28 January 2002
7 May 2002
21 April 1998
29 October 2007
11 June 2001
18 March 2011
At the risk of appearing alar-mist, the Data Protection Act 1998 (DPA) impacts on every type of business and a failure to appreciate its import may lead to criminal convictions. The act came into force on 1 March 2000 and replaced the Data Protection Act 1984, the Access to Personal Files Act 1987 and some of the Access to Health Records Act 1990. Its impact has been minimised to date due to complex transitional arrangements, but those transitional arrangements ceased on 24 October 2001.
The DPA essentially regulates the processing of personal data, whether stored electronically or in a relevant (manual) filing system, which relates to a living individual who can be identified from that data. The act stipulates eight principles that must be complied with.
In order to assist in the interpretation of the statute, the Information Commissioner issued a draft code of practice. This caused widespread concern and anxiety, to such an extent that it was eventually withdrawn. We were then promised a revised draft by Easter 2001, which never materialised. The current proposal is that the draft code will now be divided into five parts, the first of which deals with DPA issues arising from the recruitment of staff. Although promised in September, it actually materialised in December and has already been the subject of considerable comment.
The most 'headline-friendly' aspect of this code is the right it appears to give job applicants to demand a copy of the employers notes taken at any interview, if such notes contain personal data which relates to them. It is difficult to envisage how notes taken at such an interview will not relate to the person being interviewed and the Assistant Commissioner David Smith has confirmed that "virtually all notes of job interviews will be open to access by the applicants".
Clearly there is scope for intense embarrassment if derogatory personal statements are written down. However, from an employer's viewpoint the most serious consequences arise when considering how such notes might be utilised in supporting a discrimination claim.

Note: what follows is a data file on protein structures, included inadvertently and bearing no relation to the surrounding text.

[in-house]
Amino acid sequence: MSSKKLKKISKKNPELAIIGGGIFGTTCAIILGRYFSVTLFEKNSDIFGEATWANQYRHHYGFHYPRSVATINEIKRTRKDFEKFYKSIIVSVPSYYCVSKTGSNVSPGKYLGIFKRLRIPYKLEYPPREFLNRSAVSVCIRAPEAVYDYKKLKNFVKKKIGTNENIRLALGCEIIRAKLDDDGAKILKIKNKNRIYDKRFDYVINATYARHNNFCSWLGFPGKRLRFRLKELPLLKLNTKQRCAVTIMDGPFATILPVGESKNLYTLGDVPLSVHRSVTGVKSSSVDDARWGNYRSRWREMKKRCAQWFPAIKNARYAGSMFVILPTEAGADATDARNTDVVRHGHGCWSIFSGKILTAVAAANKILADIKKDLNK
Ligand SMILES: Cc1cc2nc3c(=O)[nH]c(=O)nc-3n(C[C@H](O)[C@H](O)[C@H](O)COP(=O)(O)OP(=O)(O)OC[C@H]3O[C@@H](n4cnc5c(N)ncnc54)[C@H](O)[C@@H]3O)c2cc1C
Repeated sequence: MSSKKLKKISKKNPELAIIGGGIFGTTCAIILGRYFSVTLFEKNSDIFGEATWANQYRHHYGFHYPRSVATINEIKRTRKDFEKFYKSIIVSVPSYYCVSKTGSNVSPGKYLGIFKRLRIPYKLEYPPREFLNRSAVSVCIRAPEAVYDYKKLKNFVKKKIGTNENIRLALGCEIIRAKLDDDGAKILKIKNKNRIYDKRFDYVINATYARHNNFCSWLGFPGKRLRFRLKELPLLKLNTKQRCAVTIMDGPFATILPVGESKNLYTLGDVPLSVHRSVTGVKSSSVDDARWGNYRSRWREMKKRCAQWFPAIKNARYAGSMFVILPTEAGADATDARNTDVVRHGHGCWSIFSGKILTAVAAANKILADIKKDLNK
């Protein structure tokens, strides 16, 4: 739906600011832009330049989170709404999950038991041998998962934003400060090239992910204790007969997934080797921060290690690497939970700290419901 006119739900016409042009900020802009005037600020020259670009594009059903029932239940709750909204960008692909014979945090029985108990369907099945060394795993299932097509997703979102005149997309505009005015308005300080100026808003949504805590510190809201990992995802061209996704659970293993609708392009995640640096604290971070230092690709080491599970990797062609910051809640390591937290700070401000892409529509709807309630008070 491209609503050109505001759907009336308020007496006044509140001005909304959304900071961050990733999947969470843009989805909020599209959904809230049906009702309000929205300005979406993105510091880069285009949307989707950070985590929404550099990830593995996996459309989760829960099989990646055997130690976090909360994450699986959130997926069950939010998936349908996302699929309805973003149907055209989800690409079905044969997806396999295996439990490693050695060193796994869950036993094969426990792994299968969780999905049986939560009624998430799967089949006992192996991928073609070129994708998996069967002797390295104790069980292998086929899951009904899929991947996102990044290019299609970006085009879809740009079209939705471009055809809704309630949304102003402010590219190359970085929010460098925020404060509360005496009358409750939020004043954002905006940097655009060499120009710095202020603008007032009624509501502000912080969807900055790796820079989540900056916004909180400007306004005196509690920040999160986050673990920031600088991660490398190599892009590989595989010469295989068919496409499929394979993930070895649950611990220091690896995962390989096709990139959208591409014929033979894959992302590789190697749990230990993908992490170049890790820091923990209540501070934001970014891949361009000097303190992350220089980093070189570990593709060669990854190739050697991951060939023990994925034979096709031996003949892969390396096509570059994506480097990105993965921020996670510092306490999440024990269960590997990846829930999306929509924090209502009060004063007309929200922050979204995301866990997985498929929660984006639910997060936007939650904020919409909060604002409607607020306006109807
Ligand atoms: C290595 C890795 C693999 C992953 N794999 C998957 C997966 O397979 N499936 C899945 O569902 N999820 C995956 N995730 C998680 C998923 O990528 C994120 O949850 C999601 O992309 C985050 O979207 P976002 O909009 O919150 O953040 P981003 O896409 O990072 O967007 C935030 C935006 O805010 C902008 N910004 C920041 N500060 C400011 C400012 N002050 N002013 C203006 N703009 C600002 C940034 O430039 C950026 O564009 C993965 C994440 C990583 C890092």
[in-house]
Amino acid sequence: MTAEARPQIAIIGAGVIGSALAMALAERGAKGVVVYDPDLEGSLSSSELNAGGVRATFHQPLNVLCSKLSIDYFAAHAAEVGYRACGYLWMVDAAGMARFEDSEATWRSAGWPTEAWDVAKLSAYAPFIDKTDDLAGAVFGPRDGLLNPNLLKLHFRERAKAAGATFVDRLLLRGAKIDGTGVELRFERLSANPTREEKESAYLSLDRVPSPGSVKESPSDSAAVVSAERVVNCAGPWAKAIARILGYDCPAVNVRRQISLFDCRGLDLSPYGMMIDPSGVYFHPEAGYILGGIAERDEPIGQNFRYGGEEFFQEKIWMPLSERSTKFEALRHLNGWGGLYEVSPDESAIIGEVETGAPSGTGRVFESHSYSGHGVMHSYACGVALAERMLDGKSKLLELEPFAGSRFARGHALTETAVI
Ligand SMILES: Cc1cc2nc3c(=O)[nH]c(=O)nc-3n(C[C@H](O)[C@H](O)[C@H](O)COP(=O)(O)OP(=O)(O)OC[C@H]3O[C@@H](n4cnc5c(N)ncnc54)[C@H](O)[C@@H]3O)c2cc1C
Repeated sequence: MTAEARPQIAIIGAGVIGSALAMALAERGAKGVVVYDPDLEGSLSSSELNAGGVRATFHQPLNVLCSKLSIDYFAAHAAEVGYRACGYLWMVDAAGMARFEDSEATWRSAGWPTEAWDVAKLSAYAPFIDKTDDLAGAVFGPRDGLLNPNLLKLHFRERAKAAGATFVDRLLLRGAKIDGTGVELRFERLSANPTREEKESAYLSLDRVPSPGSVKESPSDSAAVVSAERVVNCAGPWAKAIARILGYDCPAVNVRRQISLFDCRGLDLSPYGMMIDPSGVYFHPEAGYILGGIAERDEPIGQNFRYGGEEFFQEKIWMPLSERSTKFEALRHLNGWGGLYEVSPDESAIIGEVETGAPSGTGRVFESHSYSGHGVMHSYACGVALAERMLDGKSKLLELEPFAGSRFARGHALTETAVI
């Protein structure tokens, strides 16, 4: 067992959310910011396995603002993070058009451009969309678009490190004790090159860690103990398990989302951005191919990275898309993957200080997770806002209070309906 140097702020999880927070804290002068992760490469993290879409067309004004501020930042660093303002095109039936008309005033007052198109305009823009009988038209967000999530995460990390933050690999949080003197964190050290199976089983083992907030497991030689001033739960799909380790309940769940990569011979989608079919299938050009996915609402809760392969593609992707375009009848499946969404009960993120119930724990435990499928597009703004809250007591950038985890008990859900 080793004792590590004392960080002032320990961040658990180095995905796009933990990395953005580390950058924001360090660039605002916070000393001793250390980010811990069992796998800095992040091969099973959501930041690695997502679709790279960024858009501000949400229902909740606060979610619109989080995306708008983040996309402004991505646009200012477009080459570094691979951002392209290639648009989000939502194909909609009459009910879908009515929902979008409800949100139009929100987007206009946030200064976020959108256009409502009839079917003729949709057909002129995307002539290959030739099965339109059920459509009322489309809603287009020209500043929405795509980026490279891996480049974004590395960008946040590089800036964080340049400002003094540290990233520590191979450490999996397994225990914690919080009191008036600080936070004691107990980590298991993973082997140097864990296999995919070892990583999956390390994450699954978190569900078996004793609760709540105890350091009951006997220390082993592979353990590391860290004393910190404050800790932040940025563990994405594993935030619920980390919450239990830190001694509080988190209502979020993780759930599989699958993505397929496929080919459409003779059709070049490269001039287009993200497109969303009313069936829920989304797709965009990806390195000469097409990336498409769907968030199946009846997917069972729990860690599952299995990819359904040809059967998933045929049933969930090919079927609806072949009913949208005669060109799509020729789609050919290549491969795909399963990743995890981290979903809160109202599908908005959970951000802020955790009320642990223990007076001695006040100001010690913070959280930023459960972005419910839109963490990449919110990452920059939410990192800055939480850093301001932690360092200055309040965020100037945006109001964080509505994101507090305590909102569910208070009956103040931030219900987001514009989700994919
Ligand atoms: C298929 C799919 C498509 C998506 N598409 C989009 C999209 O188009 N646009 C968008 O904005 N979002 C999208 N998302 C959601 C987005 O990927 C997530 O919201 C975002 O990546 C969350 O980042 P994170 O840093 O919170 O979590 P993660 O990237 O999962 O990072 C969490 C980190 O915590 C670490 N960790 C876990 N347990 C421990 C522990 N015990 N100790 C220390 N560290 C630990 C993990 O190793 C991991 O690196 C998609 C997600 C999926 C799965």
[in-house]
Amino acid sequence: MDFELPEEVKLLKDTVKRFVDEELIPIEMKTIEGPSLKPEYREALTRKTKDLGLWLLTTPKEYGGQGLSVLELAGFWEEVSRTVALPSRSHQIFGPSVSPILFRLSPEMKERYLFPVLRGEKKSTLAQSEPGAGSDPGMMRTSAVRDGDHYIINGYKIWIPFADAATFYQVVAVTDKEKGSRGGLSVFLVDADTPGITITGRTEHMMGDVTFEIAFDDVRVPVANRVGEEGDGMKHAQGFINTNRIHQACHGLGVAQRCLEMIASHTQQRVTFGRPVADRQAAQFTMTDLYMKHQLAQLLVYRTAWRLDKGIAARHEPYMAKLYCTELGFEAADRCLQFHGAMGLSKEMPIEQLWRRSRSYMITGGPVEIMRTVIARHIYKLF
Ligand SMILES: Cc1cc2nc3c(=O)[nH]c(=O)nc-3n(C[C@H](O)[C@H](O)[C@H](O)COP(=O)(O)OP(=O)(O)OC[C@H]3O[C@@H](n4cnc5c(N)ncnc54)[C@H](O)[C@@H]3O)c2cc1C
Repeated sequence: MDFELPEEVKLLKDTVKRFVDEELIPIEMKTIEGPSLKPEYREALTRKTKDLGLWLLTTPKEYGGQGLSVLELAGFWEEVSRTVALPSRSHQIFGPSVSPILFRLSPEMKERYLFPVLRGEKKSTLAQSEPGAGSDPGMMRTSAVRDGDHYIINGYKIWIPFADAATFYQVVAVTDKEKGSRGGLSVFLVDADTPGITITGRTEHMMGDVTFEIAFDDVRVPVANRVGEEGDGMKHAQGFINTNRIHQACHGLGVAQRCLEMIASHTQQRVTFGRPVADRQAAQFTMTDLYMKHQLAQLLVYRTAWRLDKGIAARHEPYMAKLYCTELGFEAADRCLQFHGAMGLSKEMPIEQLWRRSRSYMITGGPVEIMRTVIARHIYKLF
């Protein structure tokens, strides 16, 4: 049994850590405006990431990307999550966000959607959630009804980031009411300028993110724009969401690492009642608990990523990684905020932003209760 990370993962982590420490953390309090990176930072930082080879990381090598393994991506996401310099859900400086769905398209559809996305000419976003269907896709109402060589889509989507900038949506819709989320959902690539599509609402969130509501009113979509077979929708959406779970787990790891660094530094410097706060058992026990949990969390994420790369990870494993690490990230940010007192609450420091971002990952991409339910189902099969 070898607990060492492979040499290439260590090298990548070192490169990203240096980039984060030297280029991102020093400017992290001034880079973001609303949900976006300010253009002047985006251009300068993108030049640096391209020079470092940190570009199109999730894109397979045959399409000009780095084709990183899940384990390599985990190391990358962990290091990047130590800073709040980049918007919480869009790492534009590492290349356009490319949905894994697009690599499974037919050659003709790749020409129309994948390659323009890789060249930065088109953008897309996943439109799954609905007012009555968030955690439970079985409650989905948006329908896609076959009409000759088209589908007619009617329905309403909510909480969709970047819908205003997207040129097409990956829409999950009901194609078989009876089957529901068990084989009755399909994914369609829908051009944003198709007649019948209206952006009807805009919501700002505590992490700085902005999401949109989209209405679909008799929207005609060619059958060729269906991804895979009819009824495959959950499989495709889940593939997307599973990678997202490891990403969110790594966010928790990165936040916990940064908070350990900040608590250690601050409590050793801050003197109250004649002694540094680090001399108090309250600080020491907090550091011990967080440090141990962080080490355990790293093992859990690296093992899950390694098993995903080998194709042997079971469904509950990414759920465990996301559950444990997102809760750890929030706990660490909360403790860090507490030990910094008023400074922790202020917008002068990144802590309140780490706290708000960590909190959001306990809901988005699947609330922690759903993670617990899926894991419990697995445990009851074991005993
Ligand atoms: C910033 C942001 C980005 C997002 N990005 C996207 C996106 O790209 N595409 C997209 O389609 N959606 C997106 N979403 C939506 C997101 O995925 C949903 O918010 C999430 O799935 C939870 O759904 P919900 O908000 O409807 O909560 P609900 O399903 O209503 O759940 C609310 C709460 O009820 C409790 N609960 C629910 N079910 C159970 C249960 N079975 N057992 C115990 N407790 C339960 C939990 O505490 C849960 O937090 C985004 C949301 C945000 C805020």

It has, of course, always been the case that someone who felt that they had been discriminated against at an interview could commence a claim and obtain copies of the notes through the process of discovery. What the new code will enable interviewees to do is obtain those notes at a much earlier stage in the process. In fact, this will probably become the first stage of any such claim.
The code may also increase the number of claims being made. It is possible that someone who requests a copy of the notes out of curiosity, without the intention of commencing litigation, may find comments made which give rise to claims being made. Such curiosity may be curtailed by an administration fee of up to £10.00, which the employer can levy.
Comments such as 'unmarried mother' or 'will they fit in?' or 'needs time off to go to hospital' may have damaging consequences. Evidential issues will be raised for an employer who will need to prove that the non-selection of that candidate was on the basis of something other than a discriminatory attitude held, even subconsciously, by the interviewer.
The code is undergoing a final pre-publication check and is due to be issued early this year. However, the Information Commissioner has stated in the past that the codes assist only in the interpretation of the DPA and therefore, since 24 October 2001, any requests received from interviewees to see notes have to have been complied with or a business could find itself being challenged for breach of the DPA, resulting in an award for damages and/or a criminal conviction.
Employers must ensure that everybody involved in the recruitment process is aware of the implications of the DPA and how it interacts with the discrimination legislation.
It is possible that the Information Commissioner chose to issue the code of practice on recruitment first, believing it to be one of the less emotive areas that the DPA covers. But this has not turned out to be the case and it must be with a sense of foreboding that the commissioner prepares to issue the code of practice on employee monitoring later this year.
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